Compassion Would Stop at $250,000

Companies that write medical malpractice insurance have renewed their efforts to create a crisis and get legislation to limit their losses. In other states, premiums have been jacked up for two reasons: excessive awards for pain and suffering or bad performance by the companies` investments.

By Ralph Moyed

Companies that write medical malpractice insurance have renewed their efforts to create a crisis and get legislation to limit their losses. In other states, premiums have been jacked up for two reasons: excessive awards for pain and suffering or -- as I believe the case to be in Delaware -- bad performance by the companies` investments.

Delaware is one of the last states to feel the big squeeze strategy mainly because medical practice is conducted at high levels here. This would explain the relatively low incidence of malpractice lawsuits in the First State.

The foregoing is bound to be challenged by patients who have suffered unintended complications from improperly performed medical procedures.

To bring down costs, the insurance companies and President Bush have proposed putting a cap of $250,000 on awards for pain and suffering. Victims of the most egregious medical outrages could not collect more than that despite the severity of pain or the number of years of suffering.

I think the companies could save money without a political bailout. They could:

Encourage peer pressure to halt substandard medical practices.
Make sure that patients know the difference between malpractice and unintended consequences of properly conducted procedures.
Back legislation to fine lawyers who ignore the line between malpractice and unintended consequences.
Require patients to read and understand the waivers that are shoved in front of them for signature on the way to surgery. Last time, in my groggy state I thought I was signing up for the hospital`s Super Bowl pool.
The solution favored by the insurance industry, many physicians and President Bush, among other compassionate conservatives, is to cap victims` awards at $250,000, even for the most grave malpractice and the pain they often endure for a lifetime.

It occurred to me how shameless politicians can be when Bush hit the stump calling for this so-called malpractice "reform." That very week the media were reporting the case of the woman who had a double mastectomy before she learned she did not have cancer.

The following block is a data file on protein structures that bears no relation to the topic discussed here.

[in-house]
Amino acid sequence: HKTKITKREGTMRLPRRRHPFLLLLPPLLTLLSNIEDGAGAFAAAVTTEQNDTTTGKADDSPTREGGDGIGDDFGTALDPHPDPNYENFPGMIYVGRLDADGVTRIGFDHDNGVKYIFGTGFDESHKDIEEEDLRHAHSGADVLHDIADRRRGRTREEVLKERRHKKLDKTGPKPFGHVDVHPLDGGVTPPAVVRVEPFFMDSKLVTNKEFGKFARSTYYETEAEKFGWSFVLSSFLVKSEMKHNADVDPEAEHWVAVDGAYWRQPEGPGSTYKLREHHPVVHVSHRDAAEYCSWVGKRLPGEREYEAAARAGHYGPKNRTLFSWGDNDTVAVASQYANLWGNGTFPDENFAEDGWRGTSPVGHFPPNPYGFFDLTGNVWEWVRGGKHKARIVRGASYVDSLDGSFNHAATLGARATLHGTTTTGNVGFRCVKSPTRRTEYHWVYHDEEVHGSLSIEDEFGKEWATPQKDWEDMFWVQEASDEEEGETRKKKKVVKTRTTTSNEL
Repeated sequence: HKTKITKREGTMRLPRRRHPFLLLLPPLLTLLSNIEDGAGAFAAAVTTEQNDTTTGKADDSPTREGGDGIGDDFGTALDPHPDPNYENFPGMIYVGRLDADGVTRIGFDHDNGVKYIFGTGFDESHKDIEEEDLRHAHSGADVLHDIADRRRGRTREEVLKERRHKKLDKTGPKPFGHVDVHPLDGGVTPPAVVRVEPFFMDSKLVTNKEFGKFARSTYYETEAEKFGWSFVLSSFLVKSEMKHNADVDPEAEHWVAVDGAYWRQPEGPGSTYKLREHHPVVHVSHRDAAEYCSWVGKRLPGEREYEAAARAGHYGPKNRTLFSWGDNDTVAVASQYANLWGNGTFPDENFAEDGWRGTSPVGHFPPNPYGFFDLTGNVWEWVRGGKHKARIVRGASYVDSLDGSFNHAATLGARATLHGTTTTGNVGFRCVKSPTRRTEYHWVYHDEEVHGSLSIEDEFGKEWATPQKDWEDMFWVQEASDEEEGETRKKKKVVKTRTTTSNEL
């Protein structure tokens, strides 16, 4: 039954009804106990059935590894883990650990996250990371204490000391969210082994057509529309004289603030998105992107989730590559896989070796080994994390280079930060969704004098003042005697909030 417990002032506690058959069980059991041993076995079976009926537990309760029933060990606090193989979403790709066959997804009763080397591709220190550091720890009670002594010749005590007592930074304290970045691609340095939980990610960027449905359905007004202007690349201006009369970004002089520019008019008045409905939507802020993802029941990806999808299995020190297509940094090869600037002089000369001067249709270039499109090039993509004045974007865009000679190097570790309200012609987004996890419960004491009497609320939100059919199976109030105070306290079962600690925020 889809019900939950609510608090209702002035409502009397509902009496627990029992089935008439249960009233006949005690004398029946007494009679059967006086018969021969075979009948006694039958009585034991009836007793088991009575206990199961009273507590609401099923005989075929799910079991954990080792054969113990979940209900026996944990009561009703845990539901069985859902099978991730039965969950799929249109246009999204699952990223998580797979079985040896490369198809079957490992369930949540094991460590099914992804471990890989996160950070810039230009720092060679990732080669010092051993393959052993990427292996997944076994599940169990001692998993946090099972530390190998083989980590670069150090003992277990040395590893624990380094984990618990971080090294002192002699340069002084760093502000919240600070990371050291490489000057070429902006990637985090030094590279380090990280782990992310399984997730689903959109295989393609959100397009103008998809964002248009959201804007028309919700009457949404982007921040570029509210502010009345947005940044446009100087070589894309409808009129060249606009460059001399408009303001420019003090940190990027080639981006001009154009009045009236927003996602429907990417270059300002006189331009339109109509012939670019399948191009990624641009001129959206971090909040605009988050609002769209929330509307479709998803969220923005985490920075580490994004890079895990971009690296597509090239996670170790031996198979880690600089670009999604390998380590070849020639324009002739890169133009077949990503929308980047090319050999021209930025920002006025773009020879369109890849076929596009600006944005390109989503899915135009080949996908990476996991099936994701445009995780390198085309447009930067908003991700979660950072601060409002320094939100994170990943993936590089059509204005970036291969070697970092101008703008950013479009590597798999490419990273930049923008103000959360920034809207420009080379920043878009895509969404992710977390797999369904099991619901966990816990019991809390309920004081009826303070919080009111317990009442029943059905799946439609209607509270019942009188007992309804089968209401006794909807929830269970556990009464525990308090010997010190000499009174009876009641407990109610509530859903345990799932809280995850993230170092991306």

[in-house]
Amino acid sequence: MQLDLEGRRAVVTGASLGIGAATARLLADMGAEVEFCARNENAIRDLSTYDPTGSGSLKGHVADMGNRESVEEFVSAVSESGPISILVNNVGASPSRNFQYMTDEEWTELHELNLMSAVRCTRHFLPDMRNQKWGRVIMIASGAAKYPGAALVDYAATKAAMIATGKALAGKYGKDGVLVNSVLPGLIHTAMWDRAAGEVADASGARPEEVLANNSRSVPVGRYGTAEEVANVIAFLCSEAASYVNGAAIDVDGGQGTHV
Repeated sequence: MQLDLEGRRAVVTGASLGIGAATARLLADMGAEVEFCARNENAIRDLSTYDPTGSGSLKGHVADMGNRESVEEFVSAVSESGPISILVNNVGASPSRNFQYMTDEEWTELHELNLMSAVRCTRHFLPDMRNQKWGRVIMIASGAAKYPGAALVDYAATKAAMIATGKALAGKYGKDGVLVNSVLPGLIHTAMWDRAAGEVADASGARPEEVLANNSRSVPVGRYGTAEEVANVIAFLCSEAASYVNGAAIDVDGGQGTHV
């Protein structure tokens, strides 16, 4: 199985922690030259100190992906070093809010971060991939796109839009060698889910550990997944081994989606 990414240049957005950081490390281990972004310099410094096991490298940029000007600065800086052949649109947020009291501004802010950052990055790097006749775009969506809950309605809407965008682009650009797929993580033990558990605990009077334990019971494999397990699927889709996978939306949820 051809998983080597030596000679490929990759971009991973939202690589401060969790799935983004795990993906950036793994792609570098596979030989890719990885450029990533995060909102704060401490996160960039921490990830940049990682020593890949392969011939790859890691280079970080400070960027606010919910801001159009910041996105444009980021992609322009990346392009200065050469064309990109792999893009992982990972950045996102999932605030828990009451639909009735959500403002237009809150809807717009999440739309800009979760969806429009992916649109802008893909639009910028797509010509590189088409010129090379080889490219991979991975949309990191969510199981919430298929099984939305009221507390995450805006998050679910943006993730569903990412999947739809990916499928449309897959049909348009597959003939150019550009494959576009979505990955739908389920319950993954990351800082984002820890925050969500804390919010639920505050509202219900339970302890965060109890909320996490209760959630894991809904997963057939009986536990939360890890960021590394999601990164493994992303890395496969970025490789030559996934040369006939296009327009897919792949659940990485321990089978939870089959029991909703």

Colleagues were placing blame on pathologists.

So to punish greedy lawyers, as conservative politicians like to describe plaintiffs` attorneys, Bush`s law would deny that poor woman one penny more than $250,000 for gross disfigurement and a lifetime of pain.

The issue is money -- money that the insurer might have to pay when it insures doctors and they commit malpractice, money that company lawyers collect for throwing roadblocks in the way of even reasonable awards to victims.

It would be interesting to compare how much these defense lawyers collect for saving money for insurance companies and doctors. Their earnings are secret.

It is the nature of the system that payments to plaintiffs` lawyers are a matter of public record. So we don`t know who is greediest.
Those same compassionate industries used their influence and money a decade ago to defeat Hillary Clinton`s plan for universal medical coverage for more than 40 million uninsured Americans. The doctors and the companies promised a plan underwritten by the private sector. I`m waiting.

It`s hard to imagine that our warrior president would impose unfair burdens on the victims of malpractice while awarding still more tax breaks to the affluent.

In the meantime, it would be interesting if Bush were to invite the woman who lost her breasts to the White House. He could tell her why she wouldn`t be able to collect a penny more than $250,000 for her cruel disfigurementment.


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